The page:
Evaluate ease of use:

  • Can the product or system be setup quickly?
  • Can the product breakdown easily after use?
  • Will the product transport easily?
  • Will the product be easy to use in the environment of its intended use (outdoors, in an emergency situation, etc.)
  • Is the product easy to clean and store for future repeated use?

Evaluate capacity in terms of need:

Will the product produce enough potable water to meet the your needs in its intended application? A small water filtration bottle can easily provide enough purified water for an individual, but larger systems (like the Outback™ or DIVVY) can supply thousands of gallons each day for a small community.

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3Water Storage

WaterBasics Pump system Storage

Water storage is important. Because having access to clean, safe drinking water is always a top priority in times of emergency, it is important to plan ahead and have adequate water storage.

But storing water for times of emergency is not an easy task! The fact that each member of a household should have access to at least one gallon of clean drinking water each day, at minimum, would mean that a family of four would need 12 gallons of stored water (per FEMA 72-hour kit recommendations). And this doesn’t include water needed for cooking or hygiene.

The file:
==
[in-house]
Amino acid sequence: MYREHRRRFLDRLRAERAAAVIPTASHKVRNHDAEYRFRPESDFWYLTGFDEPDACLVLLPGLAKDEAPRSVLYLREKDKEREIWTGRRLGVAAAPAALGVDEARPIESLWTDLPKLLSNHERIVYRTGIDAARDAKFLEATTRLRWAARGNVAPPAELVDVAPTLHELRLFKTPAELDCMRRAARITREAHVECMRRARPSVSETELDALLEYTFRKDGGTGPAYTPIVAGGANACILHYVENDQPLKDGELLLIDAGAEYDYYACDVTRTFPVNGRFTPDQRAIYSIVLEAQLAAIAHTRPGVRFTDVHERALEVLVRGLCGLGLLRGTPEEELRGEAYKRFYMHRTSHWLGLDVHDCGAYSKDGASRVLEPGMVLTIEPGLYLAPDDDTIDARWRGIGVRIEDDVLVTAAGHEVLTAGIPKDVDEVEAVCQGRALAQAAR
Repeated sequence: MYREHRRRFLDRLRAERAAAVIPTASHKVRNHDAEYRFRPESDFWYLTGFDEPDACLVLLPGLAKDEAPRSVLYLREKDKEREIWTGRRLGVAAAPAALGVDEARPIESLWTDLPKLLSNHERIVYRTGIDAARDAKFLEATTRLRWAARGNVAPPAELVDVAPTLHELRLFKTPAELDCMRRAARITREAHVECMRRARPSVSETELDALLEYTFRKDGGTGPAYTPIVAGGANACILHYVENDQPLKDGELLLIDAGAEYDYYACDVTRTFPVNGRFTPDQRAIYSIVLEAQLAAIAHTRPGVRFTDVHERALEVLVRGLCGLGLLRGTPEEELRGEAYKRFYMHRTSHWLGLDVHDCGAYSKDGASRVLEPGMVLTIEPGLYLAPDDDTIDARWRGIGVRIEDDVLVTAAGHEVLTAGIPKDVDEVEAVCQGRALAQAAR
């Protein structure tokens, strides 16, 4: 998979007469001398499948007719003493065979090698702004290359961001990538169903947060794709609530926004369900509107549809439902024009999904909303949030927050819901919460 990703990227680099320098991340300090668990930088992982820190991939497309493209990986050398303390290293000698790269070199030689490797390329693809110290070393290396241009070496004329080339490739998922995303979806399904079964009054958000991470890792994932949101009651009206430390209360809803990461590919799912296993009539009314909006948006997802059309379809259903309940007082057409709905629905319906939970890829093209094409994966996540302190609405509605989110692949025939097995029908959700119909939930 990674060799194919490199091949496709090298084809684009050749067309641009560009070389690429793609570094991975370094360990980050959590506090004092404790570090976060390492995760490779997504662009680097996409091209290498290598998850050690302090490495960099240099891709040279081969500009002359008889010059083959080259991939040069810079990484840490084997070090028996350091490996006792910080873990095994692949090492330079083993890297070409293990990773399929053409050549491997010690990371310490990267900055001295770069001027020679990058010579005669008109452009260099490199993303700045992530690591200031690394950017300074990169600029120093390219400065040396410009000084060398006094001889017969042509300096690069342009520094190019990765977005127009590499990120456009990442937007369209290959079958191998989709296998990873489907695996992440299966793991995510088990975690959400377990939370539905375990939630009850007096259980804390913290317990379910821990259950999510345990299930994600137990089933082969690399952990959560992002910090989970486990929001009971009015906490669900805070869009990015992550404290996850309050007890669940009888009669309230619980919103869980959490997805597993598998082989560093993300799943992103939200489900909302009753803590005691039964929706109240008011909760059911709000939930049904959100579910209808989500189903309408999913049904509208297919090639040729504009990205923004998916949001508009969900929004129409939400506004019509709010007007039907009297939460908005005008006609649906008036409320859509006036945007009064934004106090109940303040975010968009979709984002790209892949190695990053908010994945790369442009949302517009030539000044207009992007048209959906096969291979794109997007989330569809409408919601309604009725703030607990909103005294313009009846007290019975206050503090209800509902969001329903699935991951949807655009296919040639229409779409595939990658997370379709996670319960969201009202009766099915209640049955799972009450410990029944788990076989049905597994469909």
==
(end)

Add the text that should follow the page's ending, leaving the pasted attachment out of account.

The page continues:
Three BIG Challenges When Storing Water:

Space, leaks, and rotation are 3 water storage challenges

The biggest concerns when it comes to water storage is the worry of possible leaks, the ability to rotate the stored water, and finding enough storage space.

  • Leaks: Many households store emergency water using non-corrosive one-gallon water jugs, emptied soda bottles or large water barrels . Unfortunately, all of these containers are susceptible to leaking. A small leak in a 1-gallon jug of water can cause major damage in a home or garage and a leak in a 55-gallon drum can wreak havoc!
  • Rotation: water should be rotated every six months. Store-purchased water should be rotated once each year. Emptying and filling the water bottles or barrels is a tedious (and heavy) task. Thus many fail to rotate on schedule which means the water may not be safe for drinking when an emergency arises.